A young couple, living in a campus apartment complex, are repeatedly harassed by an eccentric plumber, who subjects them to a series of bizarre mind games while making unnecessary repairs to their bathroom.
Guests arrive at an expensive private guest house on a remote island near Sydney. The guest house and weird activities, like theatre sports and orienteering, are run by a leery eccentric. ... See full summary »
Based on D.H. Lawrence's novella about two young women - sickly, chattering Jill Banford and quiet, strong Ellen March - who are trying, hopelessly, to run a chicken farm in Canada. A ... See full summary »
In Adelaide, the wife of Dr. Brian Cowper, Jill Cowper, is writing her thesis at home for her Master's in Anthropology. When the plumber, Max, arrives unexpectedly to do a routine check and maintenance of the the bathroom pipes, Jill is stuck alone at home with the strange, talkative stranger. That day, he mentions spending some time in prison, frightening Jill. She talks about this to her friend Meg, her husband Brian and the superintendent's wife, but they all believe the plumber to be a simple, but nice man. Jill does not agree. There is a problem in the bathroom that brings Max back again, this time even longer. Over time, the tension between them increases. Finally, Jill finds a way to get rid of the plumber.Written by
Claudio Carvalho, Rio de Janeiro, Brazil
Peter Weir based the movie on two real-life incidents. The first involved two of Weir's friends, who suffered through a number of house-calls made by an incessantly talkative yet incompetent plumber. The second involved Weir himself riding in a cab in the late 1960s with a driver who appeared to be a hippie. When the pair began discussing the Vietnam war, the driver espoused numerous fascist and pro-war sentiments, concluding his diatribe by expressing a desire to see the entire nation of Vietnam destroyed with an atomic bomb. See more »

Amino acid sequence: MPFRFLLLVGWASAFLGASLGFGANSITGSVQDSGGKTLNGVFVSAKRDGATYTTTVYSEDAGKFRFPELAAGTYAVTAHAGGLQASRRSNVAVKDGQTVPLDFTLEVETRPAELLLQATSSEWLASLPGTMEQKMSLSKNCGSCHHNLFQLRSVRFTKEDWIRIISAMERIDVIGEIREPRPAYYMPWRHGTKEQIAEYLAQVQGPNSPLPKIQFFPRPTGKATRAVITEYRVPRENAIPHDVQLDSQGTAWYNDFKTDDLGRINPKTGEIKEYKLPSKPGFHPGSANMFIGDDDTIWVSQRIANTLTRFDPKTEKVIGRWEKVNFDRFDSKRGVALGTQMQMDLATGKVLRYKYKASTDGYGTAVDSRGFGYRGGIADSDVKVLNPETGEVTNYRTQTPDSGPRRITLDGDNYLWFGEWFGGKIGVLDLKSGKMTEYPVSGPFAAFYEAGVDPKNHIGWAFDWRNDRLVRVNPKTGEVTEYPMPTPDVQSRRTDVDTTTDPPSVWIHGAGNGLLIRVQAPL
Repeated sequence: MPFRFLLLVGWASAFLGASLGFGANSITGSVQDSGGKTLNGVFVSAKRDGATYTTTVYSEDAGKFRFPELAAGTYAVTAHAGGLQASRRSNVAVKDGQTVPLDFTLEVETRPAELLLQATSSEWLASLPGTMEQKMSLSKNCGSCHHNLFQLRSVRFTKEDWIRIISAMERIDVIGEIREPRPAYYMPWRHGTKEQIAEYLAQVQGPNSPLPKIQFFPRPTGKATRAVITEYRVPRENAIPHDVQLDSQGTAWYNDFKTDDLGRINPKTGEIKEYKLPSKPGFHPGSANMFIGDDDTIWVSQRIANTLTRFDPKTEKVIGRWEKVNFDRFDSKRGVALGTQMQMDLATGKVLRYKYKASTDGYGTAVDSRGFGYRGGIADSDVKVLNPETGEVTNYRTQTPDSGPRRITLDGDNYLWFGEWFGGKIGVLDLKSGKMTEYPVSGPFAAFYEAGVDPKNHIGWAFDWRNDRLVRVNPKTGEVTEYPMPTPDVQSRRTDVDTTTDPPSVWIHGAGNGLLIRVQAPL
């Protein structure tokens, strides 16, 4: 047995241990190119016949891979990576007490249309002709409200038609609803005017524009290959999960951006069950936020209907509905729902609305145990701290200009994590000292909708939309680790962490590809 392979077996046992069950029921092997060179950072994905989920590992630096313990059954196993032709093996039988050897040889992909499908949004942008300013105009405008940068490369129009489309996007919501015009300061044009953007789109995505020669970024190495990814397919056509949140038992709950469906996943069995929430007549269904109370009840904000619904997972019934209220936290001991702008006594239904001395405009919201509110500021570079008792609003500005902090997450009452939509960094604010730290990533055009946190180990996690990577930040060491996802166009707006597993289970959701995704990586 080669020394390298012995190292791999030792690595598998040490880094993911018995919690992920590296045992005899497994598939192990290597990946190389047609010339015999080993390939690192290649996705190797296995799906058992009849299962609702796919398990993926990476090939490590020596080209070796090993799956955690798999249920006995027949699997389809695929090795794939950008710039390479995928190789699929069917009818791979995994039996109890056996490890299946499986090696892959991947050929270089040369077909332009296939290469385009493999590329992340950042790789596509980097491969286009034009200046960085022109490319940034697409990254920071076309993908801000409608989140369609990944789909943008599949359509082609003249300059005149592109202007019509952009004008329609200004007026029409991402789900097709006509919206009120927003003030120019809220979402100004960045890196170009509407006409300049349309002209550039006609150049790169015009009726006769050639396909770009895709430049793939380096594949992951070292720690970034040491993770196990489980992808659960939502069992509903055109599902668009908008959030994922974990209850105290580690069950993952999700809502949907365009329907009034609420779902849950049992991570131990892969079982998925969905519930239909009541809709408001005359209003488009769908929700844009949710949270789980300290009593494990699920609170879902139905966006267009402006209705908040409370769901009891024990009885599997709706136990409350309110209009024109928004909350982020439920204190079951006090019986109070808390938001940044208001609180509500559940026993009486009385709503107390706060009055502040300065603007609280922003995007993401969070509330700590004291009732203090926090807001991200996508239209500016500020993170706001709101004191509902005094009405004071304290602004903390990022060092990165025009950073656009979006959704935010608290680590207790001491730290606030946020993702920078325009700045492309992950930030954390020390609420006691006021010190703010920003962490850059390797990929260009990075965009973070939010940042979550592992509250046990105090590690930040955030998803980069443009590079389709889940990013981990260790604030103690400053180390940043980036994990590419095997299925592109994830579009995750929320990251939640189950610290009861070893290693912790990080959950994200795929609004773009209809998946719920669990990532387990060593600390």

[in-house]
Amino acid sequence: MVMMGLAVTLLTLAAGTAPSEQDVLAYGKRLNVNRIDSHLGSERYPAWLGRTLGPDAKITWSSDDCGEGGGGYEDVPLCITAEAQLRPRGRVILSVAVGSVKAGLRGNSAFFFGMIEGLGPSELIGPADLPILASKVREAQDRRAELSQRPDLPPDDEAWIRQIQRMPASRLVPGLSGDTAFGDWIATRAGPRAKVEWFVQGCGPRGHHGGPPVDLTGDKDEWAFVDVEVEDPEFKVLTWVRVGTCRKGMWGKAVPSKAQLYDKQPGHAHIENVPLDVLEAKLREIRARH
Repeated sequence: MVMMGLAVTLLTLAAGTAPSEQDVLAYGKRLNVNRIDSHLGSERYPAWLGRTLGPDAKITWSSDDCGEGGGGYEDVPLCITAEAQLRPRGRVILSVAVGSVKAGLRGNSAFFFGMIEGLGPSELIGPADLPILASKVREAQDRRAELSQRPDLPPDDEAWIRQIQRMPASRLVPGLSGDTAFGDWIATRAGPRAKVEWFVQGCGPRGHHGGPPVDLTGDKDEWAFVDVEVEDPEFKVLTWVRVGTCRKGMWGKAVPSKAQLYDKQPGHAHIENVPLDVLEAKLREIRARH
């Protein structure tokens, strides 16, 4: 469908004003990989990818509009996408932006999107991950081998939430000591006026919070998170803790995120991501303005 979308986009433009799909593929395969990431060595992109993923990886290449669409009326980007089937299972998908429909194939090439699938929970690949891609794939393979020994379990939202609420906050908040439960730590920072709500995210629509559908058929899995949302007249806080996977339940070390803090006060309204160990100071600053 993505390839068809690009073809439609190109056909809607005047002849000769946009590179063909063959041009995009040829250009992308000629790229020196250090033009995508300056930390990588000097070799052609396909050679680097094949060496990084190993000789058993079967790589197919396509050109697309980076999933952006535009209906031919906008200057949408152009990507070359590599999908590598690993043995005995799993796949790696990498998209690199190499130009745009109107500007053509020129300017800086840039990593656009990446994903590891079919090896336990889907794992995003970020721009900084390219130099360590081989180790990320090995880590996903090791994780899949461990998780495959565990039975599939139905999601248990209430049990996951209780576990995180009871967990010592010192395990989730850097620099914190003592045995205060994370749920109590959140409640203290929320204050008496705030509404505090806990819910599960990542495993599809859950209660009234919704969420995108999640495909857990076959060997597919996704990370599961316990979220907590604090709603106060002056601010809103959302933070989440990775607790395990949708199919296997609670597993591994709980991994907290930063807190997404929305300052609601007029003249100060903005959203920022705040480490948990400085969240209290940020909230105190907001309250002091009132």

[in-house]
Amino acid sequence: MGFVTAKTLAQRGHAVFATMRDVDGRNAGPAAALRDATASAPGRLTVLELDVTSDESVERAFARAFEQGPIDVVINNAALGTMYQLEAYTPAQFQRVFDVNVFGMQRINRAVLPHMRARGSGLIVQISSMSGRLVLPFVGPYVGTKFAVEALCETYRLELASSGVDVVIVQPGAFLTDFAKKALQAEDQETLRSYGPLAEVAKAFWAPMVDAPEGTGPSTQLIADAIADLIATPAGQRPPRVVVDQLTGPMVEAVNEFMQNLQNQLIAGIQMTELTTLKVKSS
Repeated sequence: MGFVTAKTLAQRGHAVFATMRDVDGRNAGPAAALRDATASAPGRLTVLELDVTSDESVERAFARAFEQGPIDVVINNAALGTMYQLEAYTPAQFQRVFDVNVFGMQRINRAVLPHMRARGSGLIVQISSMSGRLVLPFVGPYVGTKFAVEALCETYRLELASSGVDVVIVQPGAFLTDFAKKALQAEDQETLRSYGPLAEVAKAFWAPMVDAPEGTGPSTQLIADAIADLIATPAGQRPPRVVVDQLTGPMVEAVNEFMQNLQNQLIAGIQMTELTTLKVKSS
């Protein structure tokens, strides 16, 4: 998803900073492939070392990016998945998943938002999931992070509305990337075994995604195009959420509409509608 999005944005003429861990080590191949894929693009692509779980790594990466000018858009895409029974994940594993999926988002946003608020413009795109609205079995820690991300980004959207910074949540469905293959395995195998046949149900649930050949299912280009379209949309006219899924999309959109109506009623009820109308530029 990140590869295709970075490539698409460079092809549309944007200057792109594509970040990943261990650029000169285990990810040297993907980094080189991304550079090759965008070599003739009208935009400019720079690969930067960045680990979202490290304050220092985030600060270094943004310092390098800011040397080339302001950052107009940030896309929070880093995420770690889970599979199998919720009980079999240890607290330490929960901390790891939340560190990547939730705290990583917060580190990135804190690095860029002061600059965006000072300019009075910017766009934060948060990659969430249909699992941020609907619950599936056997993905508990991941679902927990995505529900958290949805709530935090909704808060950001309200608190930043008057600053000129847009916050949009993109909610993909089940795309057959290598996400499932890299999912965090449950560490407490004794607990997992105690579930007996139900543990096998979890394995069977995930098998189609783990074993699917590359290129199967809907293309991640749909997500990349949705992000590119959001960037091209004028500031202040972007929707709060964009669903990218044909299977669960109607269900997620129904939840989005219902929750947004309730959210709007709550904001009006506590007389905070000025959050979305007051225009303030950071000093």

In the last shot of the plumber playing his guitar, there is music but he isn't moving his hands. See more »
A married graduate student takes some time off to work on her thesis and play housewife to her doctor husband while living in a University apartment complex. One day, a plumber shows up unannounced claiming he needs to do routine maintenance but ends up making a terrible mess of her bathroom. Soon, she finds the plumber is always around, a bit snoopy, and may have ulterior motives. The Plumber is pretty good, especially considering it was apparently a TV movie, but it is a bit on the dull side. As seems to be a theme with Mr. Weir, this film explores the concept of The Other within the framework of a horror-thriller. I'd argue this is even more successful to me than Wave or Paris were, perhaps because it's main focus was on two individuals. It explores both sides and the ambiguity serves the narrative instead of causing confusion.
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